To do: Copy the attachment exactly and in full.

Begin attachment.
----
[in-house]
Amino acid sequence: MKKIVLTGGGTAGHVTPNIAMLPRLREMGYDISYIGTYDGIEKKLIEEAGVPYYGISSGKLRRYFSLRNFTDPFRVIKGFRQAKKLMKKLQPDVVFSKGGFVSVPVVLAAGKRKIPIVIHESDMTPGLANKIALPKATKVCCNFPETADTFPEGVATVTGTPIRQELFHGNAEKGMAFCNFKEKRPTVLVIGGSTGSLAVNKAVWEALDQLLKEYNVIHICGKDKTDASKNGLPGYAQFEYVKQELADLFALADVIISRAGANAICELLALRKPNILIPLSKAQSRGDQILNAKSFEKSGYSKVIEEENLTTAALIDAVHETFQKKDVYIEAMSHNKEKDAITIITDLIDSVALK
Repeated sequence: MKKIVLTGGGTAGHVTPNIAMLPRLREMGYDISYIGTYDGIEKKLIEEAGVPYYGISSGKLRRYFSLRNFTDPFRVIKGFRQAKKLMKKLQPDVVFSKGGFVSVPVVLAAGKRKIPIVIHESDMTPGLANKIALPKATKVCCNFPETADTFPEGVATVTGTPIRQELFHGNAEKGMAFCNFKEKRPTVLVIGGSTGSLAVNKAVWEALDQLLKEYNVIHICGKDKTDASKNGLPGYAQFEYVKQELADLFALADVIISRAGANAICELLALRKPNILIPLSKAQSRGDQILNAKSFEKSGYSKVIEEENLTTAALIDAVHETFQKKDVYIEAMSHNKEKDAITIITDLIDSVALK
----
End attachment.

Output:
[in-house]
Amino acid sequence: MKKIVLTGGGTAGHVTPNIAMLPRLREMGYDISYIGTYDGIEKKLIEEAGVPYYGISSGKLRRYFSLRNFTDPFRVIKGFRQAKKLMKKLQPDVVFSKGGFVSVPVVLAAGKRKIPIVIHESDMTPGLANKIALPKATKVCCNFPETADTFPEGVATVTGTPIRQELFHGNAEKGMAFCNFKEKRPTVLVIGGSTGSLAVNKAVWEALDQLLKEYNVIHICGKDKTDASKNGLPGYAQFEYVKQELADLFALADVIISRAGANAICELLALRKPNILIPLSKAQSRGDQILNAKSFEKSGYSKVIEEENLTTAALIDAVHETFQKKDVYIEAMSHNKEKDAITIITDLIDSVALK
Repeated sequence: MKKIVLTGGGTAGHVTPNIAMLPRLREMGYDISYIGTYDGIEKKLIEEAGVPYYGISSGKLRRYFSLRNFTDPFRVIKGFRQAKKLMKKLQPDVVFSKGGFVSVPVVLAAGKRKIPIVIHESDMTPGLANKIALPKATKVCCNFPETADTFPEGVATVTGTPIRQELFHGNAEKGMAFCNFKEKRPTVLVIGGSTGSLAVNKAVWEALDQLLKEYNVIHICGKDKTDASKNGLPGYAQFEYVKQELADLFALADVIISRAGANAICELLALRKPNILIPLSKAQSRGDQILNAKSFEKSGYSKVIEEENLTTAALIDAVHETFQKKDVYIEAMSHNKEKDAITIITDLIDSVALK